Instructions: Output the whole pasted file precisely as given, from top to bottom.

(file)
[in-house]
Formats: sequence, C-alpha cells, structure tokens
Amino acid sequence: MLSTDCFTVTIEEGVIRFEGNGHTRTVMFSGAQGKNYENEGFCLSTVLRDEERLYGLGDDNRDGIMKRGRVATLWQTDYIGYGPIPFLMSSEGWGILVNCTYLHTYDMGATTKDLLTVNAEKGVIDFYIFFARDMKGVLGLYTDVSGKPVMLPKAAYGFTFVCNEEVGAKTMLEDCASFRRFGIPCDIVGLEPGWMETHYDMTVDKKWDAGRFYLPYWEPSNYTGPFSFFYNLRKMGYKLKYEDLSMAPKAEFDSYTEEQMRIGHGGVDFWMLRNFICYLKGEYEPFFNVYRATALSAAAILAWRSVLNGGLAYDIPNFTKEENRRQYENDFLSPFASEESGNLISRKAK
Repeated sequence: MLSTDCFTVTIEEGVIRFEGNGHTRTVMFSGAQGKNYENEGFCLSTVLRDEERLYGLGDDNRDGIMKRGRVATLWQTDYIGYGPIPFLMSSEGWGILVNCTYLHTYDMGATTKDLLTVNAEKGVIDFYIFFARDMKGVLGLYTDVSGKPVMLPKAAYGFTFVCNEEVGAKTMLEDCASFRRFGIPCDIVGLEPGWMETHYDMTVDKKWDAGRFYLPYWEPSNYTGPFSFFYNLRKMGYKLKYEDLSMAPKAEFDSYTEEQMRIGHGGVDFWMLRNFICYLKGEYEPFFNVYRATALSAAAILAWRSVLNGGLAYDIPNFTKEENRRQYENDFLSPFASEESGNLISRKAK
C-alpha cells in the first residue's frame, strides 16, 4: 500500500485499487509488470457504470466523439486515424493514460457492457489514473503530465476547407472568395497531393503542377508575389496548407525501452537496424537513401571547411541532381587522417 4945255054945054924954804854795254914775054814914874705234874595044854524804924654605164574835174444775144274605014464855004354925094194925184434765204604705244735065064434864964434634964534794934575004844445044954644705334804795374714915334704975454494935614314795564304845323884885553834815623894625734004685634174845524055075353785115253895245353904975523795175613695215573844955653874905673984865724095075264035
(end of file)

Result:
[in-house]
Formats: sequence, C-alpha cells, structure tokens
Amino acid sequence: MLSTDCFTVTIEEGVIRFEGNGHTRTVMFSGAQGKNYENEGFCLSTVLRDEERLYGLGDDNRDGIMKRGRVATLWQTDYIGYGPIPFLMSSEGWGILVNCTYLHTYDMGATTKDLLTVNAEKGVIDFYIFFARDMKGVLGLYTDVSGKPVMLPKAAYGFTFVCNEEVGAKTMLEDCASFRRFGIPCDIVGLEPGWMETHYDMTVDKKWDAGRFYLPYWEPSNYTGPFSFFYNLRKMGYKLKYEDLSMAPKAEFDSYTEEQMRIGHGGVDFWMLRNFICYLKGEYEPFFNVYRATALSAAAILAWRSVLNGGLAYDIPNFTKEENRRQYENDFLSPFASEESGNLISRKAK
Repeated sequence: MLSTDCFTVTIEEGVIRFEGNGHTRTVMFSGAQGKNYENEGFCLSTVLRDEERLYGLGDDNRDGIMKRGRVATLWQTDYIGYGPIPFLMSSEGWGILVNCTYLHTYDMGATTKDLLTVNAEKGVIDFYIFFARDMKGVLGLYTDVSGKPVMLPKAAYGFTFVCNEEVGAKTMLEDCASFRRFGIPCDIVGLEPGWMETHYDMTVDKKWDAGRFYLPYWEPSNYTGPFSFFYNLRKMGYKLKYEDLSMAPKAEFDSYTEEQMRIGHGGVDFWMLRNFICYLKGEYEPFFNVYRATALSAAAILAWRSVLNGGLAYDIPNFTKEENRRQYENDFLSPFASEESGNLISRKAK
C-alpha cells in the first residue's frame, strides 16, 4: 500500500485499487509488470457504470466523439486515424493514460457492457489514473503530465476547407472568395497531393503542377508575389496548407525501452537496424537513401571547411541532381587522417 4945255054945054924954804854795254914775054814914874705234874595044854524804924654605164574835174444775144274605014464855004354925094194925184434765204604705244735065064434864964434634964534794934575004844445044954644705334804795374714915334704975454494935614314795564304845323884885553834815623894625734004685634174845524055075353785115253895245353904975523795175613695215573844955653874905673984865724095075264035